Ask yourself why each of these is so important. For example, what does an advanced degree represent to you -- is it intelligence, intellectual superiority, status, upward mobility, etc.? Are any of these elements important to you because you believe they have an impact on how others see you, rather than how you see yourself? Are any of these elements essentially unimportant to you? When it comes to something that means a great deal to you, are there other personal qualities your future spouse can possess that will contain the same important elements?
It is also very important for you to review your economic and lifestyle expectations. While part of you wants this man to pursue his artistic interests, you have to be honest with yourself as to whether you can accept the lifestyle that goes along with these pursuits. How much of your concern about finances and lifestyle is a result of your upbringing, or your perception of how your mother and other family members, and friends will judge you? How important is their approval to you?
If you can get past that, you may want to ask yourself what kind of a lifestyle you can expect if the two of you marry. Will you be comfortable with this lifestyle? Will it provide your families with necessities and a few comforts that you feel are important, or are you worried that finances will be a difficult issue because your incomes will not be adequate? Will you be worried by a lack of economic security? Will you resent him for not being able to better contribute to family coffers? Will he be willing to carry a larger economic burden if it means dividing his time between remunerative work and his art?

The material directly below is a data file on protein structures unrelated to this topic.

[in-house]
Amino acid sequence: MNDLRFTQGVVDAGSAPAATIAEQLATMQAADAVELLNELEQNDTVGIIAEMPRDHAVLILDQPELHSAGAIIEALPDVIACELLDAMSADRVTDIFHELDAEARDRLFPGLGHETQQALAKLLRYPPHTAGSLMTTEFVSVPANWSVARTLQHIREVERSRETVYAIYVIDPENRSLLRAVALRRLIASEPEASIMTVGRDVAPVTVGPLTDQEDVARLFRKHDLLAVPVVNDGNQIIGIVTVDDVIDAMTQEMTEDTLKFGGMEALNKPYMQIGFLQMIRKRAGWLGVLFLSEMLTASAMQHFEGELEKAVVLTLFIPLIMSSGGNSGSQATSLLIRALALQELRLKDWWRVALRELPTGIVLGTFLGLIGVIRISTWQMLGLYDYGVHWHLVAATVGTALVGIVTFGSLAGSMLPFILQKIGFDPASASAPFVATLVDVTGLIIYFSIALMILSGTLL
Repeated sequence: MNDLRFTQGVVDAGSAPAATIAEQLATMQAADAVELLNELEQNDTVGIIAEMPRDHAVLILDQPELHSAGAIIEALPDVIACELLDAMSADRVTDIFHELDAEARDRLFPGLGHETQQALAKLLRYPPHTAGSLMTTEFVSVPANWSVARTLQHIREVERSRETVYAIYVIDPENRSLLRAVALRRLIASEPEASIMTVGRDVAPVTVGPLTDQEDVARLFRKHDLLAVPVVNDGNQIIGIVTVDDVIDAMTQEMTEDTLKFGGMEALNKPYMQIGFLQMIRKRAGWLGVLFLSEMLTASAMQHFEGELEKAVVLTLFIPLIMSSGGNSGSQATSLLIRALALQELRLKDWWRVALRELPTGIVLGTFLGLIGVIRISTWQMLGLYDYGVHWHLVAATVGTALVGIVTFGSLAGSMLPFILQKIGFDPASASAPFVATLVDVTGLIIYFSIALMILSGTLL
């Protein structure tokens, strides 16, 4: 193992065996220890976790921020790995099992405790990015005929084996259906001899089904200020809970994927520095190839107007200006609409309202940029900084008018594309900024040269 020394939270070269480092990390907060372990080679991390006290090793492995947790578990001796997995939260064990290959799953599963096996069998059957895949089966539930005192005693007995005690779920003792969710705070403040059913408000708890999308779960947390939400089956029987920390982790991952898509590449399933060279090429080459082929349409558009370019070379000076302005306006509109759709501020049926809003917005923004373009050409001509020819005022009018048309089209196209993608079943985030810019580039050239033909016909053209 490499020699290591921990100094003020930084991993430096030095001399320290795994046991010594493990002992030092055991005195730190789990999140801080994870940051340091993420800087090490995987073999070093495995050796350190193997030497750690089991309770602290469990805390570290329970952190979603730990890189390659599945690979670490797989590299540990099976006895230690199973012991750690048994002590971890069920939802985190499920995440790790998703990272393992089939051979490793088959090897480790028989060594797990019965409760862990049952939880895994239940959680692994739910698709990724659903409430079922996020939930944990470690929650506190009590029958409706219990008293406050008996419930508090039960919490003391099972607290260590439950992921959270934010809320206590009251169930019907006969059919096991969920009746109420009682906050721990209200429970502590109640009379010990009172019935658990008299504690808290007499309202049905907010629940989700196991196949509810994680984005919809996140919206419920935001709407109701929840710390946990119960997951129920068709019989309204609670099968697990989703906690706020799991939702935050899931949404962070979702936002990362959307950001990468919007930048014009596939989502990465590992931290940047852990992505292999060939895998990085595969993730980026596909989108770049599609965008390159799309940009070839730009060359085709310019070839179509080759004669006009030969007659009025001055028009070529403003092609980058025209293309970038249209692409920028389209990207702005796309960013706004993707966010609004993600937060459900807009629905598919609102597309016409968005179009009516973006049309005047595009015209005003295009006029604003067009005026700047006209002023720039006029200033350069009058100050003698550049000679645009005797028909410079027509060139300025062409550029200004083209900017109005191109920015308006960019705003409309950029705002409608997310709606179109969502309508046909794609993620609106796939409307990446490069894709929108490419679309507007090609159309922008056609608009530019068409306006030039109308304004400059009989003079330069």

We recommend writing down your thoughts when you do something of this nature -- its cathartic and it helps you gain clarity when you review what you have written. When you are finished with this exercise, read what you have written and think it over. Spend a few days on it. Then decide if you can accept this man and willingly let go some of the expectations you once had, in return for the many positive qualities he will add to your life.
We wish you all the best in making the decision that is right for you.
Rosie & Sherry